Friday, 13 March 2015

Film Review - Psycho (1960)

Fig.1 Psycho (1960) Movie Poster

Alfred Hitchcock's Psycho (1960) is an unbelievably tense experience. It's memorable twist will stick with you even after the credits have stopped rolling. Roger Ebert refers to the impression it has on us in his review by saying "when so many films are already half-forgotten as we leave the theater, is that it connects directly with our fears" - (Ebert, 1998). Hitchcock's expert use of shots add to what is considered as one of Hollywood's greatest films, and quite rightly so.

Fig.2 Marion driving her car.

The film starts by following the events of Marion Crane (Played by Janet Leigh) and her apparent struggle in life, as we see her steal money from her employers. Her quick exit from the city is a sign of things to come as Hitchock uses a series of shots, along side a brilliant soundtrack, to show that not is all it seems with Marion. It appears that although we begin by following her life, she has her own element of weirdness. As her mission to escape progresses, the persistent opportunities for her downfall fail and her worries begin to grow, which therefore makes us sympathise with her as she is clearly finding life a challenge. It is therefore no surprise that she stops at a motel that has no other guests. It is clear from this that something is wrong. The chances of a motel being completely abandoned of guests is very peculiar, especially being by a busy road. The soundtrack is wonderful in this sequence, as it is this moment, when we know something terrible will happen.

Fig.3 The House

The incredible placement of the motel's owner's house is somewhat revolutionary. It towers over the motel and so will allow the house's residents to, almost, spy on their guests. Hitchock uses his shots accordingly and so always shows the house from a low position and still showing a section of the motel (See Fig. 3). Hitchcock persists with these shots even when someone is coming from or going to the house. These long, constant shots are very gripping and tell us that there is mystery behind the house and it's owners, as the guests at the motel have no clue what lies behind those doors. Bosley Crowther talks about these long shots in his review by calling them "slow buildups to sudden shocks that are old-fashioned melodramatics" - (Crowter, 1960)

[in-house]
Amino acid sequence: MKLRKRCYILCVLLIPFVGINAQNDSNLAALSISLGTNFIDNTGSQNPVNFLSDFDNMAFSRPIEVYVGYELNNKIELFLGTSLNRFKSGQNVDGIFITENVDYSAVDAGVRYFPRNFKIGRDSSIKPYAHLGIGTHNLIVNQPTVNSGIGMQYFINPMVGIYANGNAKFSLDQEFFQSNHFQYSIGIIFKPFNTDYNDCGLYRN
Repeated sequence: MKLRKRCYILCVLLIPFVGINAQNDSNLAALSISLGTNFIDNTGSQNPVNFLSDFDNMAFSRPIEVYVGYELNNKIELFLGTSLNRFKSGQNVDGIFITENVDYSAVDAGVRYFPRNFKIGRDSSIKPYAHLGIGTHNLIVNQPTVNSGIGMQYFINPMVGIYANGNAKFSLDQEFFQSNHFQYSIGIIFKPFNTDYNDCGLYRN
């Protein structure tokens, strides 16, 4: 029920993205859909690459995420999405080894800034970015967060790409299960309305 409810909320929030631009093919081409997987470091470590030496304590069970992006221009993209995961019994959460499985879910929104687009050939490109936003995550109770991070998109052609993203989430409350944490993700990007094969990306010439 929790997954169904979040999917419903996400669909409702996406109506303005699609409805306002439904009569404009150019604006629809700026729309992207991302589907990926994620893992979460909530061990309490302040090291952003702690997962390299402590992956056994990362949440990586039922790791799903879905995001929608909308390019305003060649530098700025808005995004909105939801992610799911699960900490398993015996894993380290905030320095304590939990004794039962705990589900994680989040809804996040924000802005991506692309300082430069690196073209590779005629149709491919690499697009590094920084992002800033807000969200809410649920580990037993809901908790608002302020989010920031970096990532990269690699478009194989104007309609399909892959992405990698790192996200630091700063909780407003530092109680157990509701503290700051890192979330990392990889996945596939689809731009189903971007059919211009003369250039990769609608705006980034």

Anthony Perkins' portrayal of Norman Bates is one of the best pieces of casting that there has ever been. Although he may not be the biggest star/most well known name in the industry, his shy and nice personality makes us like the character. A connection with him and the audience grows throughout the film, as he is a very loyal and kind person. These traits make the ending that much more unbelievable.

Fig.4 Norman Bates

Psycho is a piece of art, crafted to perfection, that has some magnificent acting performances. That is a view that will be shared by any film lover, old or new. Hitchcock created a foundation for all modern psychotic thrillers. Mark Monahan brilliantly summarises the film in his review for the Telegraph by saying "The audience is similarly helpless in Hitchcock's "trap" – but you wouldn't have it any other way." - (Monahan,2014).

Illustration List: 
Fig.1 Psycho (1960) Movie Poster - (Accessed 13/03/2015)

Fig.2 Marion driving her car - (Accessed 13/03/2015)

Fig.3 The House (Accessed 13/03/2015)

Fig.4 Norman Bates (Accessed 13/03/2015)

Crowther, Bosley (1960) -Movie Review - Psycho (1960) - (Accessed 13/03/2015)

Ebert, Roger (1998) - Psycho - (Accessed 13/03/2015)

Monahan, Mark (2014) - Psycho, Review - (Accessed 13/03/2015)


  1. good to see you 'mopping up' some of your unfinished business - and this is an engagingly written review.

  2. Nice review Dan :) Just make sure you proof read before posting - you have a couple of little spelling errors in there... 'still' instead of 'steal' for example.

  3. Oh dear, that's embarrassing as I did proof read it. Thank you, Jackie.